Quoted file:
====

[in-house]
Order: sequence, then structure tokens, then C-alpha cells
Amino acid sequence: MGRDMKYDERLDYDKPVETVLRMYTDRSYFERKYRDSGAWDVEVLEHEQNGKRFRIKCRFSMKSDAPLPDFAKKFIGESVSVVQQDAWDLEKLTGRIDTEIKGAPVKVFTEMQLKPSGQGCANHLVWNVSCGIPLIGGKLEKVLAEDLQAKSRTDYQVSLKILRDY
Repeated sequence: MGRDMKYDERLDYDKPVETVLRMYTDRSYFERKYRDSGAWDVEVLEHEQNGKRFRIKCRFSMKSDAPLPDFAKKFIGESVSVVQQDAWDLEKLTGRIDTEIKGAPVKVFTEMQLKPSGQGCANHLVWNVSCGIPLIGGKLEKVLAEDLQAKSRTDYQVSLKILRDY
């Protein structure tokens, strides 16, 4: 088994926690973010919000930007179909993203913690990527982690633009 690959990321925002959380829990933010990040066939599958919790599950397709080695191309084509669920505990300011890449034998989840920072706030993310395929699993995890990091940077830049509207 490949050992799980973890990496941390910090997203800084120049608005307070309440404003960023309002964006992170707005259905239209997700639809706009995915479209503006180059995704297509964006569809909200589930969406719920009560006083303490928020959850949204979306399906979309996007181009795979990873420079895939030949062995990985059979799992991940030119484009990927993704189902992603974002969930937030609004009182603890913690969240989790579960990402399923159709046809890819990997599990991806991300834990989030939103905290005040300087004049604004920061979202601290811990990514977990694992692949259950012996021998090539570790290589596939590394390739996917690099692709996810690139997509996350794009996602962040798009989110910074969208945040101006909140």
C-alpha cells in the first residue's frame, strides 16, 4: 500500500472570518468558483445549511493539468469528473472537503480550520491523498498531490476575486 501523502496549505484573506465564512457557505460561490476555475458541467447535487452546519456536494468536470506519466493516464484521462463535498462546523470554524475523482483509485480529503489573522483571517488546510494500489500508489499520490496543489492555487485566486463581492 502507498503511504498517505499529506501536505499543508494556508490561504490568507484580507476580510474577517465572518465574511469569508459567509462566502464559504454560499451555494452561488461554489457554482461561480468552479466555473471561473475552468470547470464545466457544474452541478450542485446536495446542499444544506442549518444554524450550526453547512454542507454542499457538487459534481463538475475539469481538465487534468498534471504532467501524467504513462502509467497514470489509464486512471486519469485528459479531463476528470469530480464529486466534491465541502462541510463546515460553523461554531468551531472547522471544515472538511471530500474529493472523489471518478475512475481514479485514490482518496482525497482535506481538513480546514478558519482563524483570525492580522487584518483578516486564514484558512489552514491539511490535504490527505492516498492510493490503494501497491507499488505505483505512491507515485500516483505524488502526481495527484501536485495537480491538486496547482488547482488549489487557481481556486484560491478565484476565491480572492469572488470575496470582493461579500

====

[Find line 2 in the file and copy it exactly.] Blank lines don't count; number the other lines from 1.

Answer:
Order: sequence, then structure tokens, then C-alpha cells